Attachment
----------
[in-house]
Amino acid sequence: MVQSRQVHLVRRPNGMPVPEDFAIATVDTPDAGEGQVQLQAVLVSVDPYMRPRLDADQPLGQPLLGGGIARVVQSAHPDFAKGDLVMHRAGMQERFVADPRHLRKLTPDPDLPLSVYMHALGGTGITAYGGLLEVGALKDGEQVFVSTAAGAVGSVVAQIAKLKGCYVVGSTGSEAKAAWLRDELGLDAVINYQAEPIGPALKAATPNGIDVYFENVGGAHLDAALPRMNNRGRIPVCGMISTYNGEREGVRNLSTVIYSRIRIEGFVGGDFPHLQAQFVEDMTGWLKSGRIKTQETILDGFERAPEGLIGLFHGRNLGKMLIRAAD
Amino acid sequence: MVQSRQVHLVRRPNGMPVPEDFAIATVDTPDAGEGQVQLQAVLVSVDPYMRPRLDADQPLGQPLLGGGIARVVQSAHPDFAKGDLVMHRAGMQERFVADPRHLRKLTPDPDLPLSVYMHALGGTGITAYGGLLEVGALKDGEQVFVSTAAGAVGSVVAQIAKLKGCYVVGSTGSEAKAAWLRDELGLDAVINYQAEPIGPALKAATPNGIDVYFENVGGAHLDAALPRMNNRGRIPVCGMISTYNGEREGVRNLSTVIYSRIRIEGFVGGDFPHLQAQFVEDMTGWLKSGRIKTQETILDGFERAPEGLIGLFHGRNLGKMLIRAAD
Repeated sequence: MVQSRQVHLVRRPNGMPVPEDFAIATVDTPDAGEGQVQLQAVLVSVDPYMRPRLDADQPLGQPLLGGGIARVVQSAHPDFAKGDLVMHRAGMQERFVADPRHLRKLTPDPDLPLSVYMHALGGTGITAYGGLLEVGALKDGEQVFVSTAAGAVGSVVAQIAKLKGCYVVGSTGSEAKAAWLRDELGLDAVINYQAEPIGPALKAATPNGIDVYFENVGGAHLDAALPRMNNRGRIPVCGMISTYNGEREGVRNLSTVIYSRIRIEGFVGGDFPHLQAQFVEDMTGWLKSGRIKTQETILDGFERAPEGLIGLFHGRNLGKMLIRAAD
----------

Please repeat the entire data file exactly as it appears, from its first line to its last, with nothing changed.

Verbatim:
[in-house]
Amino acid sequence: MVQSRQVHLVRRPNGMPVPEDFAIATVDTPDAGEGQVQLQAVLVSVDPYMRPRLDADQPLGQPLLGGGIARVVQSAHPDFAKGDLVMHRAGMQERFVADPRHLRKLTPDPDLPLSVYMHALGGTGITAYGGLLEVGALKDGEQVFVSTAAGAVGSVVAQIAKLKGCYVVGSTGSEAKAAWLRDELGLDAVINYQAEPIGPALKAATPNGIDVYFENVGGAHLDAALPRMNNRGRIPVCGMISTYNGEREGVRNLSTVIYSRIRIEGFVGGDFPHLQAQFVEDMTGWLKSGRIKTQETILDGFERAPEGLIGLFHGRNLGKMLIRAAD
Amino acid sequence: MVQSRQVHLVRRPNGMPVPEDFAIATVDTPDAGEGQVQLQAVLVSVDPYMRPRLDADQPLGQPLLGGGIARVVQSAHPDFAKGDLVMHRAGMQERFVADPRHLRKLTPDPDLPLSVYMHALGGTGITAYGGLLEVGALKDGEQVFVSTAAGAVGSVVAQIAKLKGCYVVGSTGSEAKAAWLRDELGLDAVINYQAEPIGPALKAATPNGIDVYFENVGGAHLDAALPRMNNRGRIPVCGMISTYNGEREGVRNLSTVIYSRIRIEGFVGGDFPHLQAQFVEDMTGWLKSGRIKTQETILDGFERAPEGLIGLFHGRNLGKMLIRAAD
Repeated sequence: MVQSRQVHLVRRPNGMPVPEDFAIATVDTPDAGEGQVQLQAVLVSVDPYMRPRLDADQPLGQPLLGGGIARVVQSAHPDFAKGDLVMHRAGMQERFVADPRHLRKLTPDPDLPLSVYMHALGGTGITAYGGLLEVGALKDGEQVFVSTAAGAVGSVVAQIAKLKGCYVVGSTGSEAKAAWLRDELGLDAVINYQAEPIGPALKAATPNGIDVYFENVGGAHLDAALPRMNNRGRIPVCGMISTYNGEREGVRNLSTVIYSRIRIEGFVGGDFPHLQAQFVEDMTGWLKSGRIKTQETILDGFERAPEGLIGLFHGRNLGKMLIRAAD